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 Tom Percival is a writer and artist, who has written many picture books for children. His book, Tilda Tries Again,the fifth instalment in the ‘Big Bright Feelings’ series, he looks at change and how to cope with difficult situations.  To celebrate the book’s release, gr chatted with Tom Percival to find out why it’s important to talk about our emotions and to get some tips on overcoming our problems. 
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Articles in this issue

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Archive Discoveries

  • The changing moral code and shift in gender roes of World War II provide the backdrop for JENNIFER RYAN's debut novel The Chilbury Ladies' Choir. She tells MAUREEN EPPEN about the people and events that inspired the story. Read on >
  • The BBC released a survey earlier this year in which they asked readers to name the books they had lied about having read. You can see the list below. I think I have read around half, as some I may have read in my youth that I’ve forgotten about (more about that later). How many of them have you read? The truth, please! Read on >
  • AOIFE CLIFFORD is the winner of the Scarlet Stiletto Award for one of her crime stories, but All These Perfect Strangers is her first novel. The Melbourne-based crime novelist talks with us about New Year’s resolutions, her Irish poet grandfather and the similarities between writing a novel and creating a papier-mâché puppet.  Read on >
  • SABRINA HAHN has been WA’s go-to dispenser of green-thumb advice to radio listeners for more than 20 years. Now, in Sabrina’s Dirty Deeds, she shows you what to do in your garden and when to do it. In this extract she outlines how to encourage good predatory insects. Read on >
  • After reading a few thrillers lately I got to thinking about writers in the crime and thriller genres and the research they need to do to make their books seem real. Research can be an exciting part of writing any book. Determining how a killer might think and how their victim could become entrapped is one thing, but I can’t imagine looking at dead people or reading detailed reports of the methods that serial killers use to stalk and murder their prey.That’s the sort of awful stuff police deal with and psychologically struggle with for the rest of their lives. But could even researching this sort of thing affect a writer?  Read on >
  • The Sound, the second book from novelist SARAH DRUMMOND, is set around Western Australia’s King George
Sound. Based on a true story, the novel tells of Wiremu Heke, a Maori man from across the Tasman who sails from Tasmania to WA in 1825 on a mission of vengeance. We asked Sarah to tell us about Wiremu and about The Sound. Read on >
  • Meet the author who won the ABIA General Fiction Book of the Year 2015, and find out about her latest title, The Art of Keeping Secrets. Read on >
  • While researching for a non-fiction book about the botanical history of some of the world’s most popular alcoholic drinks, US author Amy Stewart stumbled across a gin smuggler’s altercation with a officious woman named Constance Kopp. This discovery catalysed her historical crime-fiction series based around Constance and her two sisters, set in New Jersey in 1915. As the second instalment in the series, Lady Cop Makes Trouble, is released, Angus Dalton finds out more. Read on >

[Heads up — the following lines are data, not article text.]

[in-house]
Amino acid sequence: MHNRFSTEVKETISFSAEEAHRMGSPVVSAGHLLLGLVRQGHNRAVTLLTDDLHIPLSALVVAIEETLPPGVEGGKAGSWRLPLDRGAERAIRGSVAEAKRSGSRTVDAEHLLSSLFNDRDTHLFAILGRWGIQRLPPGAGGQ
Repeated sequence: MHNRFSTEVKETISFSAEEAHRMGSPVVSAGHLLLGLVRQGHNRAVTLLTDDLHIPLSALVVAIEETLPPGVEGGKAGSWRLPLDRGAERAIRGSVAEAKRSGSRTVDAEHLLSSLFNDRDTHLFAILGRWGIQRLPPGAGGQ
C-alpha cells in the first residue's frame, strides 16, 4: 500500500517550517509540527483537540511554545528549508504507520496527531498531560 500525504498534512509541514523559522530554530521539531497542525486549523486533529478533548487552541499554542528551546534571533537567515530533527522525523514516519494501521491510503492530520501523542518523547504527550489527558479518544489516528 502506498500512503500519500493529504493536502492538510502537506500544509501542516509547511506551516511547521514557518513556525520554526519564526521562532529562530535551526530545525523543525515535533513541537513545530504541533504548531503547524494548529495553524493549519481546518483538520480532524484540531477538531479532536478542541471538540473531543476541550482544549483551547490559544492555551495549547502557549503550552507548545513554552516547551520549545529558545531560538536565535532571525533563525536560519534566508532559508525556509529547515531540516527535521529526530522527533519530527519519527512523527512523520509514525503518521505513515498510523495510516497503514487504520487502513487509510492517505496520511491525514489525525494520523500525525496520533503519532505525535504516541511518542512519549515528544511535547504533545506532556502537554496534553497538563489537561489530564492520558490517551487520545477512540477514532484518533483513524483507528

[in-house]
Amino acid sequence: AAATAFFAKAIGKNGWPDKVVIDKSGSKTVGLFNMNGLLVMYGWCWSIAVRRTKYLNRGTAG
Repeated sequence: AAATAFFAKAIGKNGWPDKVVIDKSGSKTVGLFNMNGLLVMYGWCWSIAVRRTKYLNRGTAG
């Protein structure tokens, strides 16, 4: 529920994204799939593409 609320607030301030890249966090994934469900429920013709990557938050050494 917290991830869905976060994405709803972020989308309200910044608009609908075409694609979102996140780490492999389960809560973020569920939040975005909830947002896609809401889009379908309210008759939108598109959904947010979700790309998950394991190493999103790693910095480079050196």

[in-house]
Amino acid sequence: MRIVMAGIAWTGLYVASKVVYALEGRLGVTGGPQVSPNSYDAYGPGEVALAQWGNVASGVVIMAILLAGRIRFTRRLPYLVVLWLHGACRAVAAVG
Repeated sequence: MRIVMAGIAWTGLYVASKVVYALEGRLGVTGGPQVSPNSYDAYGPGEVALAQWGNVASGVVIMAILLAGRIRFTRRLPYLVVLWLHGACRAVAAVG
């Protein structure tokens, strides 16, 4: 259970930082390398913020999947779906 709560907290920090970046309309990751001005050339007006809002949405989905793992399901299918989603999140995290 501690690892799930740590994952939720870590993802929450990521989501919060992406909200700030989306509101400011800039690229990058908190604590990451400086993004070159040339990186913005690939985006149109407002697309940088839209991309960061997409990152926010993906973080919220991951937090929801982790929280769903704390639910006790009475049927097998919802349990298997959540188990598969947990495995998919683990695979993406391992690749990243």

• When she was 16, MADELAINE DICKIE went to Denpasar, the capital 
of Bali, on a language exchange program.
 Since then she has been fascinated with Indonesia; she has lived and studied in our northern neighbour for three years and
 she speaks Indonesian fluently. Her first novel, Troppo, tells the story of Penny, an Australian expat who flees from her career- minded boyfriend in Perth to a seemingly carefree 
life of surfing in Indonesia. Madelaine tells us how she came to write the novel. Read on >
  • Real-life historical figures and 18th-century court cases dealing with adultery inspired one of two interwoven storylines in The Wife’s Tale, a new novel by Australian author CHRISTINE WELLS. She tells MAUREEN EPPEN how the true events from the past inform her tale of scandal, intrigue, murder – and love.  Read on >
  • Australian historical novelist Pamela Hart tells us about her latest novel, A Letter From Italy, and Australia's first female war correspondent.  Read on >

Book Reviews in this issue

  • Moriarty has used human frailties set against human strengths to deliver a novel of depth, detail, and distinction.  Read on >

  • It is ambitious, but it’s also very readable and communicates powerfully about the geopolitical forces of the 20th century.  Read on >

  • Part thriller, part redemptive love story, I couldn’t put it down.  Read on >

  • Global problems affect all life on this planet. These stories acknowledge this, while also filling the reader with hope and inspiration.  Read on >

  • Hillman has delivered one of the best historical fiction novels of 2021. I simply could not put this down.  Read on >

  • Sebastian Faulks’ fans will not be disappointed, and the book is certainly reminiscent of his previous bestseller, Birdsong.  Read on >

  • I felt completely immersed in the world of its characters, and it was a book I found hard to put down.  Read on >

  • Truly masterful writing.  Read on >

  • It is a great fun read, fully of regal pomp and colour, cold danger and great daring.  Read on >

  • The author has assiduously researched prison procedures around Australia to form fictional protocols for her Yarrandarrah Prison.  Read on >

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Great Love stories